They can dine free on dishes created by Michelin-starred chef Thomas Keller on Seabourn ships, try local cuisine in the SALT (Sea and Land Taste) Kitchen on Silversea’s Silver Moon and Silver Dawn, and indulge in French fine dining in Chartreuse on Regent’s ships (except Seven Seas Navigator).
Nobu’s Umi Uma restaurants, which serve his trademark Japanese-cum-Peruvian dishes, will be back on Crystal Cruises’ ships Crystal Serenity and Symphony, when they resume service this autumn.
“It wouldn’t be Crystal without [these] popular restaurants back on board,” says senior vice-president of hotel operations Bernie Leypold. Passengers can dine there once for free on cruises of up to 11 days; more on longer voyages. Additional visits cost US$50 per person.
Despite their size, the ultra-luxury ships have a terrific choice of places to eat. There are up to eight dining venues on Silversea ships, up to seven on Regent vessels and nine on Scenic’s yachts including the invitation-only Chef’s Table@Elements, where just 10 passengers at a time feast on an 11-course degustation menu with food, wine and a head chef to personally present each dish to the table. In Scenic Epicure, passengers prepare local dishes under the watchful eye of a chef and then tuck into their creations.
Relaxing spas, Thai massages and Hydrothermal Suites
Spa treatments are the only things that none of the luxury lines include in the price, so if they fancy a massage or facial it will carry an additional cost. On the plus side, the spas themselves are deliciously lavish and free to enter, so clients can spend as long as they like in the saunas and steam rooms, and, on Regent Seven Seas, the hydrothermal suites with cold and hot chambers.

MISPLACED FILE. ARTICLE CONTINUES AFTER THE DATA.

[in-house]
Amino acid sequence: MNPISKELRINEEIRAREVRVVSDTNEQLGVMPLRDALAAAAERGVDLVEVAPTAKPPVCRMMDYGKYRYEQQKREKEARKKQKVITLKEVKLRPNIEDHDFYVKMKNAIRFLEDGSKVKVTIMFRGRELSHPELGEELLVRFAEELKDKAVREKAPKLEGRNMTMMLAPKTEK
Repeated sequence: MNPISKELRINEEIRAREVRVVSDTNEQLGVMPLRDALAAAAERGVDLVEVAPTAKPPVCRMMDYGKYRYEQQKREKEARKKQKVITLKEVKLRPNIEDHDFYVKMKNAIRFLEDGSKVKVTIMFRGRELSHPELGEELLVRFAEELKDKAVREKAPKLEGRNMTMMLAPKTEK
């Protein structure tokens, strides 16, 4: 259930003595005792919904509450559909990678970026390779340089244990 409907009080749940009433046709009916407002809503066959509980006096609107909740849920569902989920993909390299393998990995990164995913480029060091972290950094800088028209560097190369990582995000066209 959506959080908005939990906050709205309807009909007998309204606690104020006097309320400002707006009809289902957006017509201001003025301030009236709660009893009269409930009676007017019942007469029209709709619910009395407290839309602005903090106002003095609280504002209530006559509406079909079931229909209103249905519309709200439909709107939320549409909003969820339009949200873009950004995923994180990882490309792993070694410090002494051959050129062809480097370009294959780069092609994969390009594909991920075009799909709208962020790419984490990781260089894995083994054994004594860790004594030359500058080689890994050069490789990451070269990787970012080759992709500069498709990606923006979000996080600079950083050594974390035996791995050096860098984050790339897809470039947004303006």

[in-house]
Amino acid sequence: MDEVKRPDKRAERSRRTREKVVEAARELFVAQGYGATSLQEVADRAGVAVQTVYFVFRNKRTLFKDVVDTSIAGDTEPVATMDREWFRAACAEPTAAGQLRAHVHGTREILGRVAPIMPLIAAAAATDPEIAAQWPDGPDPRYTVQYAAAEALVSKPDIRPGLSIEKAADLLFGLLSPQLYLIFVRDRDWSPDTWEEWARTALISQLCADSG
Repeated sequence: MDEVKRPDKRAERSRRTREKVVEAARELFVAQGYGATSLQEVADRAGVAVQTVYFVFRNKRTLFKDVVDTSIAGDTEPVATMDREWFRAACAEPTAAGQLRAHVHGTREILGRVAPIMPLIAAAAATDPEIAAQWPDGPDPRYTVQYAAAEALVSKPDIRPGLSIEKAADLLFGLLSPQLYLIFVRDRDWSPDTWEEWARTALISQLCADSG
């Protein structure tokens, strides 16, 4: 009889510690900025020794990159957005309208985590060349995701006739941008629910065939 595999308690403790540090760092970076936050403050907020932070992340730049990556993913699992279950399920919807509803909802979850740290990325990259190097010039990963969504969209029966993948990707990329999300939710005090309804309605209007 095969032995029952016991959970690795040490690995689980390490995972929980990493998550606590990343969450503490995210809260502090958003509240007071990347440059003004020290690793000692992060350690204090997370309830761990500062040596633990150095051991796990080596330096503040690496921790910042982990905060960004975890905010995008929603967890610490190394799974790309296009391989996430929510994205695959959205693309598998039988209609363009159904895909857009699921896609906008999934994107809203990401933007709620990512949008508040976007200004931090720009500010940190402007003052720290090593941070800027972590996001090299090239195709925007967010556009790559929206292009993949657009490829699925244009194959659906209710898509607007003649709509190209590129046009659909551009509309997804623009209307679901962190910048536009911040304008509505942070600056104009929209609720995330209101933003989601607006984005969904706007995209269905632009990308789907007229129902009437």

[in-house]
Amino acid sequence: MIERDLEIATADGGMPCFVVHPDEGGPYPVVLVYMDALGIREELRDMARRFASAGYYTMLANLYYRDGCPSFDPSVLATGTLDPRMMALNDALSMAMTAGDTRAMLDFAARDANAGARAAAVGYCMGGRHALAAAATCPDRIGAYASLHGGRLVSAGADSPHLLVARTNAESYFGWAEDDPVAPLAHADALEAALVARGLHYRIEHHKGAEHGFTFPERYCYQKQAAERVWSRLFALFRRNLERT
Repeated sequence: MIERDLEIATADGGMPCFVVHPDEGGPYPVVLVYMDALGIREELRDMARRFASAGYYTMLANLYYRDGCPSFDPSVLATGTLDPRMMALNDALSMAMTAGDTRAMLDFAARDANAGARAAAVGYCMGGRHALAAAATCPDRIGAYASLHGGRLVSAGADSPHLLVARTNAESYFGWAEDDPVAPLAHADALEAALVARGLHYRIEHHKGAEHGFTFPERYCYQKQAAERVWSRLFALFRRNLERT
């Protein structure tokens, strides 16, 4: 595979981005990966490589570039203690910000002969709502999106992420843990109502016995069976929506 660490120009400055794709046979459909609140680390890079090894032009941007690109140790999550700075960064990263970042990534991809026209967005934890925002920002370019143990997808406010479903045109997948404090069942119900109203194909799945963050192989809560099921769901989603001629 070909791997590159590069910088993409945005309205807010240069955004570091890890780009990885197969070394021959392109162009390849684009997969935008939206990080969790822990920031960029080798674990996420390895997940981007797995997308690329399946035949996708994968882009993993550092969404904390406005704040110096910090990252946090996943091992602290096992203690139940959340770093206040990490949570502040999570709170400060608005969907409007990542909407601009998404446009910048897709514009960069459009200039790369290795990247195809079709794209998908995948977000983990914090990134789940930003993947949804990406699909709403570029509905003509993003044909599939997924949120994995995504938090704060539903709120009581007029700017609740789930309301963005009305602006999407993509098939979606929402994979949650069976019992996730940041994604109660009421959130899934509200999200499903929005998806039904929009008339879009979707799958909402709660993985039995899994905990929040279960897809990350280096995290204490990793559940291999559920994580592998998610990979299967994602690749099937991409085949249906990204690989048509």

SeaDream has the only Thai-certified spas at sea, where the masseurs are all trained and certified in Thailand. The line also has private open-air spa areas where passengers can doze to the sound of the waves while being massaged. Seabourn has guided meditation and yoga group classes (mostly paid for) created by mindful living expert Dr Andrew Weil.
Imagine attending a private classical concert after dark among the ruins of Roman temples and bathhouses in Ephesus, Turkey. This experience, offered by Seabourn, is one of a host of exclusive events lines offer to make passengers feel extra special.
SeaDream has a Champagne and Caviar Splash on Caribbean cruises, when the chef and waiters wade into the sea in uniform and serve fizz and pickled roe in the water. Seabourn has a similar event called Champagne and Caviar in the Surf. Silversea has had exclusive events in caves in Halong Bay in Vietnam and the vineyards of South Africa.
Scenic packs exclusive ‘Enrich’ outings into most of its ocean cruises (not expedition). Coming up, passengers will join the chief and villagers for an evening of song, dance and traditional cooking at Sangliat Dol Village in the Tanimbar Islands (17-day Secrets of Indonesia cruise departing 5 September 2024, from US$15,925) and enjoy sundowners on a private beach in Bermuda (13-day Bermuda and Bahamas cruise departing 12 October 2024 from US$9,963).
Scenic director of trade sales Andrea Stafford says knowing about these events will help agents inspire ultra-luxury clients. He says: “Luxury cruises are about making memories. If they can bring the cruise to life for a potential guest, it will help them sell.”